Listening to good entrepreneurs make their pitch is great fun. How well, or poorly, they align their passion and persuasiveness to the product details reveals a lot. Are they pushing an idea or telling a story? Is it all about their own charisma or is the innovative idea the real hero? Are we having a conversation or am I being sold? How will they get me to "get it"?
All these entrepreneurial issues resurfaced during the recentFortune technology conference in Aspen. There was no shortage of either articulate entrepreneurs or provocative ideas. So as Osman Rashid, who co-founded Chegg.com, described his new digital textbook startup Kno during a coffee break, I peppered him with questions. His idea was undeniably clever, but aspects of his business model weren't clear to me. He had his elevator pitch answers down pat, but I wanted to learn more.
Unprompted by me, Osman whipped out his smartphone and handed it over. I was watching a decent video clip illustrating his product's features and functionality. I could tap to hear testimonials. I could tap to play with a simulation of the software. In a matter of moments, the device had transformed Osman from an entrepreneur I was having a conversation with to a guide and narrator of an interactive experience. My focus and attention alternated between what he said and what appeared onscreen. Sometimes he'd take, touch, and hand back the device; other times, I'd point to something onscreen and ask another question.
The object — and our interaction with it — became an intimate part of our conversation. We couldn't have discussed either Kno or his answers to my questions the same way without it. An idle part of me wondered how cool it would be if our conversation (and my questions) could be recorded and time-stamped along with what was appearing onscreen. Osman refused to allow his smartphone to decay into a sales tool or product pitch — although those elements were baked into the material — and instead used the device as a medium to both reinforce his conversation points and invite new questions and comments from me.
I can say without hesitation that this felt technically and interpersonally different from "laptop-on-the-table" presentations I'd experienced 1,000 times. We were standing up, drinking coffee, chatting, and taking turns holding, viewing, and manipulating this device. The kinesthetics, eye contact, questions, and interruptions revolved as much around the device as us. We would have been worse off without it.
Not ten days later, I was at a Venture Cafe gathering by my MIT office. It's a place where entrepreneurs and VCs alike come to socialize and impress each other. I struck up a casual conversation with an aspiring biotech entrepreneur. Not two minutes into our talk, he took out his iPhone to animate a technical point about his company's planned product. He handed it over to me. I thought it fascinating and asked if he might forward that animation to my email. He could and did.
Again, the nature of the questions and our conversation made his iPhone a focal point of our interaction. I wouldn't have learned nearly as much about his company, or him, if we had just been talking. The "hand-it-over" nature of the iPhone made it feel more like a value-added conversation rather than a scaled-down presentation.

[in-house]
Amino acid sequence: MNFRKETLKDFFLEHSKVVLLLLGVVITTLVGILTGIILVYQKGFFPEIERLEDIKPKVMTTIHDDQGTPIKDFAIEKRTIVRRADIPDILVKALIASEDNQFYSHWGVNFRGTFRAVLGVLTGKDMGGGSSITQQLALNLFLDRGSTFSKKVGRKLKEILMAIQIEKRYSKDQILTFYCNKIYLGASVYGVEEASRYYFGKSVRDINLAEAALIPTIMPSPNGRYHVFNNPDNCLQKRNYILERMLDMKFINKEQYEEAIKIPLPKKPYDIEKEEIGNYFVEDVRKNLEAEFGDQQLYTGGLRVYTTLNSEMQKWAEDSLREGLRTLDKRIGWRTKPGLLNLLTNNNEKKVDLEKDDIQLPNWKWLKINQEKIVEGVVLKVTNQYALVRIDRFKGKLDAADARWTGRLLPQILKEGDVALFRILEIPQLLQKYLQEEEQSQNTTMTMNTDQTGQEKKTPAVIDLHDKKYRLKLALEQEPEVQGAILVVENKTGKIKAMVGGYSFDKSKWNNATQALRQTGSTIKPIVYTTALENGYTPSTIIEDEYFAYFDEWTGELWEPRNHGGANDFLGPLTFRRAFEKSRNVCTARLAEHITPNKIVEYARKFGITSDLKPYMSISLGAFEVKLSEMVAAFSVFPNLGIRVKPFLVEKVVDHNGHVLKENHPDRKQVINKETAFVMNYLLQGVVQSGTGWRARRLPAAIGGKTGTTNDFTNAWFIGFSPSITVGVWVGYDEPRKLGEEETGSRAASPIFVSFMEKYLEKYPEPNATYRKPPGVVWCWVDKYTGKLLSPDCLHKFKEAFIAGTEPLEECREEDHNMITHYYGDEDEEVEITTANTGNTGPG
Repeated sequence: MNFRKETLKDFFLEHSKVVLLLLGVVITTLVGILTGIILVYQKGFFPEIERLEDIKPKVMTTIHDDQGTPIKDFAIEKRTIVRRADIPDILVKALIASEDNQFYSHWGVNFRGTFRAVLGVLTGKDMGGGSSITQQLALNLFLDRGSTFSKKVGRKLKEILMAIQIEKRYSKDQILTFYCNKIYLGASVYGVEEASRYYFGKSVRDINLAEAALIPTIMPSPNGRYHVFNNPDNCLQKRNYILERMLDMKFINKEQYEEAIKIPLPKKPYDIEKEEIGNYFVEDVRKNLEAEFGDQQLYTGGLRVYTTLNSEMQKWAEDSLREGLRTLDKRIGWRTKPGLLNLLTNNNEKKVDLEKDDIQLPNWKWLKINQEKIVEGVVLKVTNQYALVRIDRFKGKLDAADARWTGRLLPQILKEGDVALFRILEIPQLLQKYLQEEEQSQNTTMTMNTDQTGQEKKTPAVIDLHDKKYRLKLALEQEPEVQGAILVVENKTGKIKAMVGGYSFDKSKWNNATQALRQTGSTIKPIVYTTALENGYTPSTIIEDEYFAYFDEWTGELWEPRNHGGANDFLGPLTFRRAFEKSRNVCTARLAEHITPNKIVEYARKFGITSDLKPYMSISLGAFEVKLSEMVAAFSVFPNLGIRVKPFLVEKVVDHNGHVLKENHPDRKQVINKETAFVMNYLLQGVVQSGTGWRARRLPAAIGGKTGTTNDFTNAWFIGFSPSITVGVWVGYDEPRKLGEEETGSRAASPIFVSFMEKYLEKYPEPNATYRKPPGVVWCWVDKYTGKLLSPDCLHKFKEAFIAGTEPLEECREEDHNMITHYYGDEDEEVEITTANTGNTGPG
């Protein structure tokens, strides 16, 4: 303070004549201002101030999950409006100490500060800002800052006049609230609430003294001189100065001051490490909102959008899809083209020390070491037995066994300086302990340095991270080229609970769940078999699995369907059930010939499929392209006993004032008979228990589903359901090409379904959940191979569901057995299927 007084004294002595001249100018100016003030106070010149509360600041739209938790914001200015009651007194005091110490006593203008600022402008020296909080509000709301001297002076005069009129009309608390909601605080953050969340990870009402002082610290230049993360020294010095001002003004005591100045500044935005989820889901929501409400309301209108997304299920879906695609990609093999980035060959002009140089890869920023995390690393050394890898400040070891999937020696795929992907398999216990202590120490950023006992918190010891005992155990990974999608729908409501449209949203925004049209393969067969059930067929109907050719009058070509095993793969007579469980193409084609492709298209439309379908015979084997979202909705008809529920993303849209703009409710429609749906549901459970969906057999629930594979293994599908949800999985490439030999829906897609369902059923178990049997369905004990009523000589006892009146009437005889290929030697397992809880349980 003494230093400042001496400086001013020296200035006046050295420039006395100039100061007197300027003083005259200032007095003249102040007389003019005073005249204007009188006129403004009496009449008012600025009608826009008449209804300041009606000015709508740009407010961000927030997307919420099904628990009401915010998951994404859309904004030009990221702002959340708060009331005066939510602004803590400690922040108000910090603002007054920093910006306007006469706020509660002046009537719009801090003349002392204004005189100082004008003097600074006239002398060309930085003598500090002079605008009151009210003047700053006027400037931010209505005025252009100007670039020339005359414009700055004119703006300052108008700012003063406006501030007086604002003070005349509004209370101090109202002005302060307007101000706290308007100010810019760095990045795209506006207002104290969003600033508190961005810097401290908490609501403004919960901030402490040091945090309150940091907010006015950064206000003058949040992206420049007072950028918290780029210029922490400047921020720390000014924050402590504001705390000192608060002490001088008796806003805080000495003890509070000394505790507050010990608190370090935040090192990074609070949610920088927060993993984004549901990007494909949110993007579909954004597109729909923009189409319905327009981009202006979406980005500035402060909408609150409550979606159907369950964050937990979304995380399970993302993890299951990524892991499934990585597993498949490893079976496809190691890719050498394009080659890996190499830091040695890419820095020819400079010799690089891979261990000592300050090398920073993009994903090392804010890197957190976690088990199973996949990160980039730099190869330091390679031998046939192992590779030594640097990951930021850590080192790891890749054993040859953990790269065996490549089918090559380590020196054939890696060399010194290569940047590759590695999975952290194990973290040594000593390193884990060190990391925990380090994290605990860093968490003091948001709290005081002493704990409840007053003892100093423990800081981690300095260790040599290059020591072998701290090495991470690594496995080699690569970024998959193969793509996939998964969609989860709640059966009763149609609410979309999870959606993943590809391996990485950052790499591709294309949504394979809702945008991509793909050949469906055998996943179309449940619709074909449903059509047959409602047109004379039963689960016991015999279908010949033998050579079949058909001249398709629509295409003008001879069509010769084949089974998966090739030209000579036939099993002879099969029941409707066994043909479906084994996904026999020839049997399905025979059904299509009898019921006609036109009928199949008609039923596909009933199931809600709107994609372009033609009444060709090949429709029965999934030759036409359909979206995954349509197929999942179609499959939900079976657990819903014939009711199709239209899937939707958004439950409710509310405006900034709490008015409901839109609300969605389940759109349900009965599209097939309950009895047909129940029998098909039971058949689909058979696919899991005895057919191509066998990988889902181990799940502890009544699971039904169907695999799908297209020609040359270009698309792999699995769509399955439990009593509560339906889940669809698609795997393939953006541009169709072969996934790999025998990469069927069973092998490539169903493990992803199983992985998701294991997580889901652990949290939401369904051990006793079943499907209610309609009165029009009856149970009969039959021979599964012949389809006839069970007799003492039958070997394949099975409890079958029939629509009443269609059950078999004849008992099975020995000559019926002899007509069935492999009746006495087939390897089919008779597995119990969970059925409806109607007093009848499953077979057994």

I looked around. No one else was interacting this way.
Elevator pitches are important. The ability to boil down the essence of your innovation into a tasty forty-second sound-bite remains essential. Only now, the pervasiveness, ubiquity, and visuality of mobile devices quantitatively and qualitatively changes the ecology of interpersonal interaction. It's no longer about what you say and how you say it; it's increasingly about what you hand over.
What do you hand over that transforms the conversation? What do you hand over that visually and interactively adds value to your spoken words? What do you hand over that complements and supplements your pitch? What do you hand over that invites and inspires the curiosity you want? What do you hand over that makes you more persuasive? These are the questions that will increasingly shape tomorrow's rhetoric of innovation. The design challenge here is fantastic: how do we use mobile devices not to better connect us to digital networks but to better connect us with customers, clients, and prospects.
Of course, the technical beauty of these media is that — unlike the words one speaks — the imagery one sees onscreen can be emailed, Facebooked, forwarded, or LinkedIn as desired. "Hand-it-over" innovation pitches can be seamlessly slipped wherever your prospects desire. Indeed, an excellent measure of "hand-it-over" effectiveness is whether the person who you "hand-it-over" to actually asks you to send what they've been seeing and interacting with.
My professional bet is that "hand-it-over" innovation pitches will double smartphone and mobile device sales worldwide. Entrepreneurs, salespeople and innovators alike will socialize with at least two devices in the backpacks and breast pockets — one for their personal/professional use and the other to "hand over" for interpersonal play.
"Hand-it-over" conversations seem destined to create new genres of salesmanship and interaction. It will become an innovation best practice. In fact, people will be surprised, and disappointed, if you don't have anything to hand over.